15. Under the Conflict of Interest Code for Members of the House of Commons, the Ethics Commissioner and his staff are charged with very sensitive responsibilities. Members of Parliament are required to disclose fully their financial affairs and other personal information. In addition, the Commissioner is required to investigate alleged breaches of the Code in an objective, professional and timely manner, without any perceptions of bias. In order for the system to work, it is essential that Members have complete confidence in the Commissioner, his staff, and the process. Mr. Obhrai’s allegations raise serious concerns among Members, and serve to undermine the credibility and integrity of the system. As Mr. Walsh expressed it, the Code envisaged non-compliance by Members, but here we are dealing with alleged non-compliance with the Code by the Commissioner.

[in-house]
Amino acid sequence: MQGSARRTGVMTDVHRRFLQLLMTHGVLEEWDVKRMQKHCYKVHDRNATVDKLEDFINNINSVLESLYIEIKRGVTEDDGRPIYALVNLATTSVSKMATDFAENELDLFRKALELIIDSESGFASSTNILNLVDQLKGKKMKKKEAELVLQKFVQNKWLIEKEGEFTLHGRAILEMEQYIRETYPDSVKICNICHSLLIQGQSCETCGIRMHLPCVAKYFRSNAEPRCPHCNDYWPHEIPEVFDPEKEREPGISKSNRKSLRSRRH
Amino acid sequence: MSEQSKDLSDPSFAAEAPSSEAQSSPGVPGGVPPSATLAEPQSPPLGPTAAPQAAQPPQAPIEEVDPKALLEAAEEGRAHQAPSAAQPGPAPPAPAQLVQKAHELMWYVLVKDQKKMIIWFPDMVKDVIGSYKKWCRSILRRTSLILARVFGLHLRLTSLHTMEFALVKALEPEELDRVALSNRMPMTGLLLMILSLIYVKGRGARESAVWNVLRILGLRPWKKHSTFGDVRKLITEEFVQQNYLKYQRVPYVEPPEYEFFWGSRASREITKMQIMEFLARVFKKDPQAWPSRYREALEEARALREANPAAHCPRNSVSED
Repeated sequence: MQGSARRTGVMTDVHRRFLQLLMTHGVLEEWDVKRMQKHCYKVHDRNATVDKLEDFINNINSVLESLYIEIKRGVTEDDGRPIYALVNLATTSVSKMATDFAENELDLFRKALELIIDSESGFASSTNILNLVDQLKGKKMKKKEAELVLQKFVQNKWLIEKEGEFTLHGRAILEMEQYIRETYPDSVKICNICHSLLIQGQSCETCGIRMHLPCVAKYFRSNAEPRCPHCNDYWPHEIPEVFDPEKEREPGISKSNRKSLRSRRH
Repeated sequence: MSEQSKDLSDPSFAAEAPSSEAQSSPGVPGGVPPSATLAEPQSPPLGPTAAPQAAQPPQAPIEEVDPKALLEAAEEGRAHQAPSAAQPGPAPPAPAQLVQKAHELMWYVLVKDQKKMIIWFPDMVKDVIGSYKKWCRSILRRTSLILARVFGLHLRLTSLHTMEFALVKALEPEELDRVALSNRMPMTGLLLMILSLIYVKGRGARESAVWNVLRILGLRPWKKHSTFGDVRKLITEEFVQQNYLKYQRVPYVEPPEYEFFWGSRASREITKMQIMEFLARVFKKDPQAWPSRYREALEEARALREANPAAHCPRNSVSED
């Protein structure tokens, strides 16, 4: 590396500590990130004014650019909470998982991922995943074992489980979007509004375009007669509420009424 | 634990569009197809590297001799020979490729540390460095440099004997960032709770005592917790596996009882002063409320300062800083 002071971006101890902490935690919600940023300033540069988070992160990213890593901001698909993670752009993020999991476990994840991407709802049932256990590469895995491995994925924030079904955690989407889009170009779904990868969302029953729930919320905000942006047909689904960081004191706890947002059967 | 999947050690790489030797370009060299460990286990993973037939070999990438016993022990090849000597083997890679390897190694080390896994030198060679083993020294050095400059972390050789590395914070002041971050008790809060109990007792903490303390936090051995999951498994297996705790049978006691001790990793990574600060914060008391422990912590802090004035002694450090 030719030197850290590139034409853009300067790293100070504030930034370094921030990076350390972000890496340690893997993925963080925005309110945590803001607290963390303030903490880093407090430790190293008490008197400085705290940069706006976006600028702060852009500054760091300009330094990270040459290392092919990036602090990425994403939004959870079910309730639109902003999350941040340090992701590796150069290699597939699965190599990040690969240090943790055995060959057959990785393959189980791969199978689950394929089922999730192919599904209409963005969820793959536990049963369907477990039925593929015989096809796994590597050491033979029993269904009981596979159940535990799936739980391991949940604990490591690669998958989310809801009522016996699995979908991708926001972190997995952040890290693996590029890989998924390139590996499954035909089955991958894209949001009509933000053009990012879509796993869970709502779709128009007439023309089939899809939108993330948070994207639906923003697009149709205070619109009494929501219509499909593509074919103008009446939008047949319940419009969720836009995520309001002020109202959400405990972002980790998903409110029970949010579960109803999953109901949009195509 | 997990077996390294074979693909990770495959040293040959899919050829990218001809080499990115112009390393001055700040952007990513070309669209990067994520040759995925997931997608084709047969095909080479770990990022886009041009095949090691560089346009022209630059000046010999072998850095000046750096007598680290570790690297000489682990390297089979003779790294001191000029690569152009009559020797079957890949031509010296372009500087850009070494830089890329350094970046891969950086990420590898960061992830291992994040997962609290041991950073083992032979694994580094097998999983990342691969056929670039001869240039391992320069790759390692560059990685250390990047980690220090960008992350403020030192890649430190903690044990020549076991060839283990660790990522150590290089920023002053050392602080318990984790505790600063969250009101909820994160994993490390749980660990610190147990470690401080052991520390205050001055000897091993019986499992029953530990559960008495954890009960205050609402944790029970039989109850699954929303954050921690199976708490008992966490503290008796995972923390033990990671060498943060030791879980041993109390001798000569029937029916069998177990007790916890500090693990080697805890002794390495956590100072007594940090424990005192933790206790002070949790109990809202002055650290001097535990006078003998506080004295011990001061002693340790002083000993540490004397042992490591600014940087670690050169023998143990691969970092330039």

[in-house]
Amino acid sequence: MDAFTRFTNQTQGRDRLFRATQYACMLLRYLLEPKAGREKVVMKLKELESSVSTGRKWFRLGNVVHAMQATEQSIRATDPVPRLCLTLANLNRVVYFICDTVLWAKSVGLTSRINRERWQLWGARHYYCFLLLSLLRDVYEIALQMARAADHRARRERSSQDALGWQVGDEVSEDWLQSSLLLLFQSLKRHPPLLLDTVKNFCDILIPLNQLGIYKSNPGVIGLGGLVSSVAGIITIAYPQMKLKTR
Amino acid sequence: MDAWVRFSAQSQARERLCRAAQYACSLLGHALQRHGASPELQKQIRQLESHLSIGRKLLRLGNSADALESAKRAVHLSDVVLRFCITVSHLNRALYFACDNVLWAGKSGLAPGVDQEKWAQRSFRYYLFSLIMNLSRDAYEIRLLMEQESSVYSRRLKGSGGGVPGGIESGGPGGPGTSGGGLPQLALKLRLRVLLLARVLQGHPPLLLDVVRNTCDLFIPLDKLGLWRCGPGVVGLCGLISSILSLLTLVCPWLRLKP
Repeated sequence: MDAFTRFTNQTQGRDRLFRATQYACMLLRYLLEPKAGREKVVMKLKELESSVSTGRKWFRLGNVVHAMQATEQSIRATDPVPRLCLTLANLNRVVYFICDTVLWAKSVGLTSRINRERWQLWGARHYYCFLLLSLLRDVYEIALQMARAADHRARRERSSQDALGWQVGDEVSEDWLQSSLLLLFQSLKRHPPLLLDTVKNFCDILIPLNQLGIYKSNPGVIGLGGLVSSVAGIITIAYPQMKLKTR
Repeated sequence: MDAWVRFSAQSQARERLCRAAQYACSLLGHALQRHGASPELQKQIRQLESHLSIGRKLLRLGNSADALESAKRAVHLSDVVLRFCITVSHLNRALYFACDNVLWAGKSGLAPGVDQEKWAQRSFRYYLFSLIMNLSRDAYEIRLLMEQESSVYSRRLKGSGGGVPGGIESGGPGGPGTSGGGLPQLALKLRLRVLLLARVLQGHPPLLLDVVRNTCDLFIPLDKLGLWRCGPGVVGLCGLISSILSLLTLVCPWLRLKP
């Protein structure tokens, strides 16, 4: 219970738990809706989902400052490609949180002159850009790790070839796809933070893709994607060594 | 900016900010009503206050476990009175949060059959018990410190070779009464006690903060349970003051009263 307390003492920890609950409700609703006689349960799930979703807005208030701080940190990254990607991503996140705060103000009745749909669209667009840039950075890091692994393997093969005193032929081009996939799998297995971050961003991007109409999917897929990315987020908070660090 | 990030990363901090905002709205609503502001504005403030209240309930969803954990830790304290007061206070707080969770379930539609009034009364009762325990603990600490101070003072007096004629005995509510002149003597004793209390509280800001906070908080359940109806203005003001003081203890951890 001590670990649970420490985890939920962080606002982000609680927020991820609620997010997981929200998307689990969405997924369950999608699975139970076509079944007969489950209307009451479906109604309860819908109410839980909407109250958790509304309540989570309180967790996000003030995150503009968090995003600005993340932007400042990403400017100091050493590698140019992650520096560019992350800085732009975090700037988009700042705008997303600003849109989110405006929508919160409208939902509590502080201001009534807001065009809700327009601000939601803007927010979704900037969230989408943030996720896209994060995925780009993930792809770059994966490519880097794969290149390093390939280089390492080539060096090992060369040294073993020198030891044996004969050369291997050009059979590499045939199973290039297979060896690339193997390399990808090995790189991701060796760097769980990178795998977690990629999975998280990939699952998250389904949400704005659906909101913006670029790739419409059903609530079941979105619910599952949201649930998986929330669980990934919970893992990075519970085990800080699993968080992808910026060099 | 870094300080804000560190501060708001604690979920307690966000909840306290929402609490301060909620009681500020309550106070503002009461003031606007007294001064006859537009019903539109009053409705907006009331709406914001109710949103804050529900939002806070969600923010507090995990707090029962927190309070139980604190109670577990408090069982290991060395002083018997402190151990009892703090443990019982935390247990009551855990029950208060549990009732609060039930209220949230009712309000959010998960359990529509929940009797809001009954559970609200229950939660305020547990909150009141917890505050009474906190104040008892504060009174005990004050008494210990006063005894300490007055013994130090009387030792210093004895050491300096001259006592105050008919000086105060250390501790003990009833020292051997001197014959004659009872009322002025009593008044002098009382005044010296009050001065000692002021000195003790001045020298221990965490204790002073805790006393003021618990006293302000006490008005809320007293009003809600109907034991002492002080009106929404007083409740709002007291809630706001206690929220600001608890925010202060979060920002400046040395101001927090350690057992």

16. When the Conflict of Interest Code for Members of the House of Commons was developed by this Committee, one of the key objectives was that the Ethics Commissioner would be independent. It was felt that for purposes of public confidence and credibility, all elements of partisanship in the administration of the Code, and the conduct of investigations, should be eliminated. It was for this reason that the Ethics Commissioner was given exclusive jurisdiction over the day-to-day administration the Code. This Code, however, was adopted by the House of Commons, pursuant to a resolution, and its existence rests on the parliamentary privileges of the House. Since the establishment of the Code rests on the House’s privilege of regulating its internal affairs and its jurisdiction over its own Members, the House is ultimately responsible for the Code. It has delegated this oversight responsibility to this Committee. As the Committee explained in its 40th Report, of the Second Session of the 37th Parliament, which was tabled in the House on June 13, 2003, “We propose that general oversight of the Code and the work of the Ethics Commissioner would fall to the Standing Committee on Procedure and House Affairs. Its work would include reviewing the Ethics Commissioner’s annual report, reviewing rules that he or she may propose and reporting the rules to the House for final approval. Moreover, we recommend that the Committee conduct a comprehensive review of the Code every five years. We have chosen this Committee because it is the senior House standing committee and, because of its membership, is in an excellent position to assess the views and experiences of Members.”